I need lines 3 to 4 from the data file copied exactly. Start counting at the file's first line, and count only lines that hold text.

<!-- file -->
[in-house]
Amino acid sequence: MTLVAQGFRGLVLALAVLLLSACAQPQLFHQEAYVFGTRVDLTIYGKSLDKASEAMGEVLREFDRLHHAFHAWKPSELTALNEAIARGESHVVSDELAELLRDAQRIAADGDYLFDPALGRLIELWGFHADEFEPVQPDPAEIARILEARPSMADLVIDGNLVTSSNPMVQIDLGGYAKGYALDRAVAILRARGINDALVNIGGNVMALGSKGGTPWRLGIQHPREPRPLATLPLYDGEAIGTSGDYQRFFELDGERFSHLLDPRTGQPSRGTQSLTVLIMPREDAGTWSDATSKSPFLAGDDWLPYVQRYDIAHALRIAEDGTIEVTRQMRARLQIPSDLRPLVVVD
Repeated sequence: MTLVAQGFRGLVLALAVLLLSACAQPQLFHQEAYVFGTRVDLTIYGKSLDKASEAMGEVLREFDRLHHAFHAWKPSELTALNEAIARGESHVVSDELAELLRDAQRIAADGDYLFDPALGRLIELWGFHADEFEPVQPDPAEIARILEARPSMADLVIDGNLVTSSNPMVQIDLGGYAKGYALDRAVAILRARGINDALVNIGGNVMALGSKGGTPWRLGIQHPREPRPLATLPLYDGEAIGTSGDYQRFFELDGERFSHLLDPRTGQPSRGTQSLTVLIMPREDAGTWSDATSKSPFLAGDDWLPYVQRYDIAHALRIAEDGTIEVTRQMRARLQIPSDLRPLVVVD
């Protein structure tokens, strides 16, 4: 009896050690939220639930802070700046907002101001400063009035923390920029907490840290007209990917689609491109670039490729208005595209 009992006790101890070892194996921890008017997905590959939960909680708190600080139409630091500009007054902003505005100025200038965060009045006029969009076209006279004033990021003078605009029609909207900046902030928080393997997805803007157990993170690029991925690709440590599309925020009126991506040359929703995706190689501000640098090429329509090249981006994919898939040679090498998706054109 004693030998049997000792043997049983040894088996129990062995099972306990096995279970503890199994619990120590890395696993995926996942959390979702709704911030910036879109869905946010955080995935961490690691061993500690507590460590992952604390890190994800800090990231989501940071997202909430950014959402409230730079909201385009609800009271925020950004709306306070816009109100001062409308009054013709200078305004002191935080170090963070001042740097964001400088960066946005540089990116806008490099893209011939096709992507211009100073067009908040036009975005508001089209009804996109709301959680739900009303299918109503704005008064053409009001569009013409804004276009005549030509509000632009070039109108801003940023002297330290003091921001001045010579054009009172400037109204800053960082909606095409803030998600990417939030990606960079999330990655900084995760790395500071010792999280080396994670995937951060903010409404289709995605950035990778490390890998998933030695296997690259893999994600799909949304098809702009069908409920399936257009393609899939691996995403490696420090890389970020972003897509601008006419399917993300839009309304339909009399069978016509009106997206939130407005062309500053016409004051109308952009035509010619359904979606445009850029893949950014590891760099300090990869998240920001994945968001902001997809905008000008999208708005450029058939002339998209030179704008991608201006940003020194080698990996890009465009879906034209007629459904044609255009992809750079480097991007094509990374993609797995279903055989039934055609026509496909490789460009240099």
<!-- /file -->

Repeated sequence: MTLVAQGFRGLVLALAVLLLSACAQPQLFHQEAYVFGTRVDLTIYGKSLDKASEAMGEVLREFDRLHHAFHAWKPSELTALNEAIARGESHVVSDELAELLRDAQRIAADGDYLFDPALGRLIELWGFHADEFEPVQPDPAEIARILEARPSMADLVIDGNLVTSSNPMVQIDLGGYAKGYALDRAVAILRARGINDALVNIGGNVMALGSKGGTPWRLGIQHPREPRPLATLPLYDGEAIGTSGDYQRFFELDGERFSHLLDPRTGQPSRGTQSLTVLIMPREDAGTWSDATSKSPFLAGDDWLPYVQRYDIAHALRIAEDGTIEVTRQMRARLQIPSDLRPLVVVD
């Protein structure tokens, strides 16, 4: 009896050690939220639930802070700046907002101001400063009035923390920029907490840290007209990917689609491109670039490729208005595209 009992006790101890070892194996921890008017997905590959939960909680708190600080139409630091500009007054902003505005100025200038965060009045006029969009076209006279004033990021003078605009029609909207900046902030928080393997997805803007157990993170690029991925690709440590599309925020009126991506040359929703995706190689501000640098090429329509090249981006994919898939040679090498998706054109 004693030998049997000792043997049983040894088996129990062995099972306990096995279970503890199994619990120590890395696993995926996942959390979702709704911030910036879109869905946010955080995935961490690691061993500690507590460590992952604390890190994800800090990231989501940071997202909430950014959402409230730079909201385009609800009271925020950004709306306070816009109100001062409308009054013709200078305004002191935080170090963070001042740097964001400088960066946005540089990116806008490099893209011939096709992507211009100073067009908040036009975005508001089209009804996109709301959680739900009303299918109503704005008064053409009001569009013409804004276009005549030509509000632009070039109108801003940023002297330290003091921001001045010579054009009172400037109204800053960082909606095409803030998600990417939030990606960079999330990655900084995760790395500071010792999280080396994670995937951060903010409404289709995605950035990778490390890998998933030695296997690259893999994600799909949304098809702009069908409920399936257009393609899939691996995403490696420090890389970020972003897509601008006419399917993300839009309304339909009399069978016509009106997206939130407005062309500053016409004051109308952009035509010619359904979606445009850029893949950014590891760099300090990869998240920001994945968001902001997809905008000008999208708005450029058939002339998209030179704008991608201006940003020194080698990996890009465009879906034209007629459904044609255009992809750079480097991007094509990374993609797995279903055989039934055609026509496909490789460009240099």